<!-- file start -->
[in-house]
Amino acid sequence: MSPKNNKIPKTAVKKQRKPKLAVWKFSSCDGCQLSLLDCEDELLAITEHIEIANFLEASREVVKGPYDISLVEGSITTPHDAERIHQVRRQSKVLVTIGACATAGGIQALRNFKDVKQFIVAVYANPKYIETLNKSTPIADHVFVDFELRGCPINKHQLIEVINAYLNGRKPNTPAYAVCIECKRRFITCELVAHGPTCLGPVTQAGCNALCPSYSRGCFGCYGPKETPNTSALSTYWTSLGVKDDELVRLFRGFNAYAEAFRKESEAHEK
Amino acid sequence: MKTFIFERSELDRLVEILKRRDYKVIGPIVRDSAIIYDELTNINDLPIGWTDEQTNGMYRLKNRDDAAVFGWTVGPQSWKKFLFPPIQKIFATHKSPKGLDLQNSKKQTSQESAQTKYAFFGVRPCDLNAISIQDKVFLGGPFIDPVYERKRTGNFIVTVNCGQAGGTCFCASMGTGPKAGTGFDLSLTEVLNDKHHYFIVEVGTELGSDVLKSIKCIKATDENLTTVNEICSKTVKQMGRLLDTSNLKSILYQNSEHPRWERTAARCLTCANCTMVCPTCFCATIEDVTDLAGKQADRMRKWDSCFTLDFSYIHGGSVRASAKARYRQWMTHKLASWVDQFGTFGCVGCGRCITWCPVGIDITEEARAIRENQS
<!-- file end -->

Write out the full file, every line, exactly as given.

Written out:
[in-house]
Amino acid sequence: MSPKNNKIPKTAVKKQRKPKLAVWKFSSCDGCQLSLLDCEDELLAITEHIEIANFLEASREVVKGPYDISLVEGSITTPHDAERIHQVRRQSKVLVTIGACATAGGIQALRNFKDVKQFIVAVYANPKYIETLNKSTPIADHVFVDFELRGCPINKHQLIEVINAYLNGRKPNTPAYAVCIECKRRFITCELVAHGPTCLGPVTQAGCNALCPSYSRGCFGCYGPKETPNTSALSTYWTSLGVKDDELVRLFRGFNAYAEAFRKESEAHEK
Amino acid sequence: MKTFIFERSELDRLVEILKRRDYKVIGPIVRDSAIIYDELTNINDLPIGWTDEQTNGMYRLKNRDDAAVFGWTVGPQSWKKFLFPPIQKIFATHKSPKGLDLQNSKKQTSQESAQTKYAFFGVRPCDLNAISIQDKVFLGGPFIDPVYERKRTGNFIVTVNCGQAGGTCFCASMGTGPKAGTGFDLSLTEVLNDKHHYFIVEVGTELGSDVLKSIKCIKATDENLTTVNEICSKTVKQMGRLLDTSNLKSILYQNSEHPRWERTAARCLTCANCTMVCPTCFCATIEDVTDLAGKQADRMRKWDSCFTLDFSYIHGGSVRASAKARYRQWMTHKLASWVDQFGTFGCVGCGRCITWCPVGIDITEEARAIRENQS